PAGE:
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Bilingual Education

Claire Lee, Contributing Writer

MYTH - "A child should learn one language properly first; then you can start teaching the other." This is an old myth or belief based on flawed research. Children who learn two languages in a loving, supportive environment learn them both well. Children who learn two languages in a challenging environment may have language development issues, but so will children learning only one langauge in that same sort of environment.

There are many definitions of bilingualism, some of them incorrect and based on myth. A person does not, for example, have to speak both languages with equal fluency to be a bilingual. It is very common for bilinguals, even those who have been bilingual since birth, to be somewhat "dominant" in one language. Bilingualism is really just using two languages on a regular basis.

Many parents find that having a fixed pattern for language in the home makes things easier, both for the children learning the languages and for the adults in their day-to-day life with two (or more) languages. Here are a few of the more common patterns.

  • One Parent, One Language: The parents speak different native languages and each speak their own native language to the children.
  • Minority Language at Home---Also known as the Foreign Home pattern. Everyone speaks the minority (non-community) language at home, and the community language outside. The minority language may be, but does not have to be the native language of both parents.
  • Other Patterns---Any pattern that works for your family is a good pattern. For example there is the---One language is spoken every day, the other on extended vacations to another country; one language is spoken every day, the other on special occasions; the child attends school programs.

Guidelines for Making Bilingualism Work for Your Family

Consistency: Whatever pattern you choose, stick to it. Although children can learn two languages in what seems like chaos, a reasonable amount of consistency will make their job, and yours, simpler. Once children learn the pattern they are often disturbed when a parent breaks it.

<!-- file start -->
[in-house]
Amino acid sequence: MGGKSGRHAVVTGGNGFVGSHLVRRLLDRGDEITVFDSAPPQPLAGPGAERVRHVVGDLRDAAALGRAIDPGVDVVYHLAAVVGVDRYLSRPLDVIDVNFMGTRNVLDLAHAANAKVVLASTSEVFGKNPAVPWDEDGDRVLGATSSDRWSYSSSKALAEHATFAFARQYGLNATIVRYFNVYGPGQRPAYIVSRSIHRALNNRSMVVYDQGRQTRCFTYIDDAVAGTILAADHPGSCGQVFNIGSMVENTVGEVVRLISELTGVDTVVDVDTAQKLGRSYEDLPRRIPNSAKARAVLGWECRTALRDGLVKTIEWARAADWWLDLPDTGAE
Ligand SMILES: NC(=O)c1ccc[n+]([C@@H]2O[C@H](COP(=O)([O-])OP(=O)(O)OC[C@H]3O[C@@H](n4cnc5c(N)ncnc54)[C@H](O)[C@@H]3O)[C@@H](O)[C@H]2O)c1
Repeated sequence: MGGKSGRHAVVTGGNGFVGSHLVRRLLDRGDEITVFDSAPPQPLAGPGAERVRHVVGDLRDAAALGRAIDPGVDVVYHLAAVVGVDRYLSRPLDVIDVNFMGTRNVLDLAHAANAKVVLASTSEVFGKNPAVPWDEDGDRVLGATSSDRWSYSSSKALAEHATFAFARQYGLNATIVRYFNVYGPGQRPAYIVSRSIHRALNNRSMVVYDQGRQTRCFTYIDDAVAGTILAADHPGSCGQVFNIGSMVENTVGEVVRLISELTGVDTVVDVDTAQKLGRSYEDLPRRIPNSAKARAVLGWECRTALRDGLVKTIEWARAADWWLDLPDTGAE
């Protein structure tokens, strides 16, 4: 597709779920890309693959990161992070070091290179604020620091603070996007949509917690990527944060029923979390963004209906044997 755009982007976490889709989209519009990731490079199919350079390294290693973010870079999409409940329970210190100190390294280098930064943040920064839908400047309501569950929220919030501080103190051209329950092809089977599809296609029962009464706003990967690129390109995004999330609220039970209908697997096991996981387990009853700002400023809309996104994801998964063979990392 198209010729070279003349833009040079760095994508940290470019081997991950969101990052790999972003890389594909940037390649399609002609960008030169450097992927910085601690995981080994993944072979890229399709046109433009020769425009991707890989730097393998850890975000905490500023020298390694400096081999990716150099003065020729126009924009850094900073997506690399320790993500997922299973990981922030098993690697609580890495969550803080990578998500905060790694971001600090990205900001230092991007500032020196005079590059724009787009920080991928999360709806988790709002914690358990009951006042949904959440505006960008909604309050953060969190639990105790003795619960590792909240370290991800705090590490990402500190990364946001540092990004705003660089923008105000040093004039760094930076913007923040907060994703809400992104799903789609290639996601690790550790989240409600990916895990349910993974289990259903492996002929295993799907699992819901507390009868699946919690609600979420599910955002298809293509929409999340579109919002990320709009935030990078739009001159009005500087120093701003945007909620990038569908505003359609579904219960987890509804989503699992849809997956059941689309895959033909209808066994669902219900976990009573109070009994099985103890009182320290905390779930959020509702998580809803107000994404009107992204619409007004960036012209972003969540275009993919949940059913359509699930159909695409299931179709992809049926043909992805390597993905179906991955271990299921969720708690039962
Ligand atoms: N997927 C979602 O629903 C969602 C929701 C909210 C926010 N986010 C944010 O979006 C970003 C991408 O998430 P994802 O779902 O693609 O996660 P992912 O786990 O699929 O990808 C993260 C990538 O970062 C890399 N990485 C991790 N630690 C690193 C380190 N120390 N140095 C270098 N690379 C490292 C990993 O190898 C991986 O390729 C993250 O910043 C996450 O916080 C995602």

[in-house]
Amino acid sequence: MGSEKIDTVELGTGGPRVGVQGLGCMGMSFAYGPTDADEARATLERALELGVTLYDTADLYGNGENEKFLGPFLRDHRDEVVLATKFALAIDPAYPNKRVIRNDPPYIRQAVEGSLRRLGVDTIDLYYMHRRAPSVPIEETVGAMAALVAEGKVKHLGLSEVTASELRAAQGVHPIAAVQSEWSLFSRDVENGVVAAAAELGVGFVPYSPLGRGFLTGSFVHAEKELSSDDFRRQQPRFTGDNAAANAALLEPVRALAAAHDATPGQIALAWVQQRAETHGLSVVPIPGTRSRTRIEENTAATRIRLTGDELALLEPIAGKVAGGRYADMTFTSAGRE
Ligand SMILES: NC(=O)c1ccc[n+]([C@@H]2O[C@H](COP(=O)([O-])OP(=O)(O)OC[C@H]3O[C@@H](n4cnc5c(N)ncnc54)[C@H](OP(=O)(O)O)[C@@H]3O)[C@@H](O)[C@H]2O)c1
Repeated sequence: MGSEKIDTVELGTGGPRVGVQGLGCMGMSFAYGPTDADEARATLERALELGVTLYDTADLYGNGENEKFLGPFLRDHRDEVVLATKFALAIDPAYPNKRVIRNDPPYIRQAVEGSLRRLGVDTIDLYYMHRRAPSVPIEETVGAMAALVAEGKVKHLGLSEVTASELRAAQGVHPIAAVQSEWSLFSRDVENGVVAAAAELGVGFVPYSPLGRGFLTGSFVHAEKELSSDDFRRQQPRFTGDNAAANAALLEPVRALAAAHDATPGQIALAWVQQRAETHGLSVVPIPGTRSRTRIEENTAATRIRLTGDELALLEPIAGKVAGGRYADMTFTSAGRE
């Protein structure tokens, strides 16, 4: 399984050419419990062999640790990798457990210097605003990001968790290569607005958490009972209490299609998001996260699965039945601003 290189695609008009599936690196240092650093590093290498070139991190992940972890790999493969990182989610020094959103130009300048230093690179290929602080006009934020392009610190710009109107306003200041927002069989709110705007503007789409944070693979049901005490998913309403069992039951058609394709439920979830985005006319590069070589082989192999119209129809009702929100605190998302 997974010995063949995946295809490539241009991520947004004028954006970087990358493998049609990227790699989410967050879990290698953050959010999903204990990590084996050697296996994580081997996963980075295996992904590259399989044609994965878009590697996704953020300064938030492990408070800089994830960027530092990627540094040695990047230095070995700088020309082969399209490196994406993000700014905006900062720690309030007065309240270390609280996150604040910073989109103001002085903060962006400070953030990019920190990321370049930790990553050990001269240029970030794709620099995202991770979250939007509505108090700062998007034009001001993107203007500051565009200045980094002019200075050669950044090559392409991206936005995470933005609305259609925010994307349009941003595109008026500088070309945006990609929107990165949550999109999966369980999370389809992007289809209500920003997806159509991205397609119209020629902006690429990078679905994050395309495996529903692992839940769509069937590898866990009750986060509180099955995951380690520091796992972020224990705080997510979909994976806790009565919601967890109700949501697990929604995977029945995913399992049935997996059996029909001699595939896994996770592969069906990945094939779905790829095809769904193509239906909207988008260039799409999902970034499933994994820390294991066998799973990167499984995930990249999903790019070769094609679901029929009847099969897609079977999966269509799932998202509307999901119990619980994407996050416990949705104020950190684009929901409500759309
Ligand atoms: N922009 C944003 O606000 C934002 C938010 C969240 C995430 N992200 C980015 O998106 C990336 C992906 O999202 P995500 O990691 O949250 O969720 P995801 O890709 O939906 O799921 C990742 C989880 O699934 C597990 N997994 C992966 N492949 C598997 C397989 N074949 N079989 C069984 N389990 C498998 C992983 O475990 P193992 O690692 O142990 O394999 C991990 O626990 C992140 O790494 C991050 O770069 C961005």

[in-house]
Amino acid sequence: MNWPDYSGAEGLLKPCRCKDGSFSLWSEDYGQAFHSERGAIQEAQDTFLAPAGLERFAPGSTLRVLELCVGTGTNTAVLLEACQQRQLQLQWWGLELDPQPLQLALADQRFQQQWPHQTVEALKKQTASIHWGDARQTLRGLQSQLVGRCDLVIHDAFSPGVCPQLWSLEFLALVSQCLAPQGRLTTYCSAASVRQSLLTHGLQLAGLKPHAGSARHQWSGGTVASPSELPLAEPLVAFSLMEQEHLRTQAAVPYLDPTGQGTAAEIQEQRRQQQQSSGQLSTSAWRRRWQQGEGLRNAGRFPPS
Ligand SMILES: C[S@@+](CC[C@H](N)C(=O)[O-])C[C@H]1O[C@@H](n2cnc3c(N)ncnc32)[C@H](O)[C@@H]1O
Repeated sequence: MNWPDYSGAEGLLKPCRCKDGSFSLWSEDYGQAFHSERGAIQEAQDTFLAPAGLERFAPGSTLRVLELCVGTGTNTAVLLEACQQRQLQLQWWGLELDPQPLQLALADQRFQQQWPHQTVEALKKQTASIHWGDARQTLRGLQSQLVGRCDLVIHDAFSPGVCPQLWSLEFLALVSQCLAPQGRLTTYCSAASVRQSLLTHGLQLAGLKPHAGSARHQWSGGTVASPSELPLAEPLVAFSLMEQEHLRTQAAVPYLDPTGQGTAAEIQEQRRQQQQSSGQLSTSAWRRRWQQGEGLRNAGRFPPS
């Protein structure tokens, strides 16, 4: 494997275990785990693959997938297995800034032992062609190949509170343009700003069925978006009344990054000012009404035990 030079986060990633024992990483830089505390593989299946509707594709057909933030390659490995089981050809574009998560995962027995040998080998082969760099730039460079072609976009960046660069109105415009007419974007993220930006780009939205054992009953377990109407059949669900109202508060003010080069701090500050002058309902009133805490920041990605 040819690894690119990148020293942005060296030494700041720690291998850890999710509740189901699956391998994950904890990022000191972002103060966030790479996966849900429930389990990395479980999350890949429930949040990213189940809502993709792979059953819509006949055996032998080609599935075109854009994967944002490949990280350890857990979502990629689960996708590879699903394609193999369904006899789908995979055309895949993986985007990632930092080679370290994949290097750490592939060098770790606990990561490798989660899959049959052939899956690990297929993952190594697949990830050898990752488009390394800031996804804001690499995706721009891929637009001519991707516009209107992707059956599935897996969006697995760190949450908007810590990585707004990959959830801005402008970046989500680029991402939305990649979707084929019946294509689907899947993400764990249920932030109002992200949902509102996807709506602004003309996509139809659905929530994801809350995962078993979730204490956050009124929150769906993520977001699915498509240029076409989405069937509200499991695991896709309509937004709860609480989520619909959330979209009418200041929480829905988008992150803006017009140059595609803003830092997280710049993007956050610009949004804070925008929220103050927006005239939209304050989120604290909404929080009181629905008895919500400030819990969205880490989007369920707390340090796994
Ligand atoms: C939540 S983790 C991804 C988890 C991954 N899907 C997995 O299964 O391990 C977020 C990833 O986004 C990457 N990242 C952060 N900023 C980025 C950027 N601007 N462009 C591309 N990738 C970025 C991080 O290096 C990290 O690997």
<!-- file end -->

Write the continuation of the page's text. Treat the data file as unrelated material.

Rich Environment: This doesn't mean the children need expensive toys or special tools, but they need songs, bedtime stories, and other linguistic stimulation just as monolingual children do - except that bilingual children need it in both their languages. This will mean an extra demand on your time, both to give them this stimulation and to find the books, recorded music and other objects you want - but it is by no means impossible.

Children's Needs First: Children should not be forced into bilingualism if it really does make them unhappy; above all they should not be asked to "show off", which embarrasses children and makes them all too aware of being "different".

Playing It Down: The more you can make bilingualism seem like a natural and unremarkable part of family life, the more likely it is that the children will grow up to enjoy being bilingual, and the more likely it is that you will succeed in keeping both languages active in your home.

Learning to Read and Write: Bilingual parents often want their children to be able to read and write, not just speak, both languages. Since the children will generally only learn one language in school, the parents have to find ways to teach the other. If the languages use the same alphabet, the child may actually transfer reading and writing skills from one language to the other - though they may need help with phonics (relating sounds to written letters) and spelling! If the languages use different writing systems, parents might consider special evening or weekend classes if they are available, or self-teaching resources from the home country if this is practical.

Family Resistance: Well-meaning relatives may be uncomfortable with the whole idea of bilingualism, and believe it will do the child more harm than good. This is especially true if they can't see any "practical" benefits from knowing those two languages - it won't help the child get a job, for instance. The best answer to this concern is probably gentle education. Point out the benefits you see for the child (being able to speak to certain relatives, for instance), introduce them to bilingual families you know, or encourage them to read books you have found useful.


Sources:

University of Southern California
University of Cambridge
University of Miami
University of Penn



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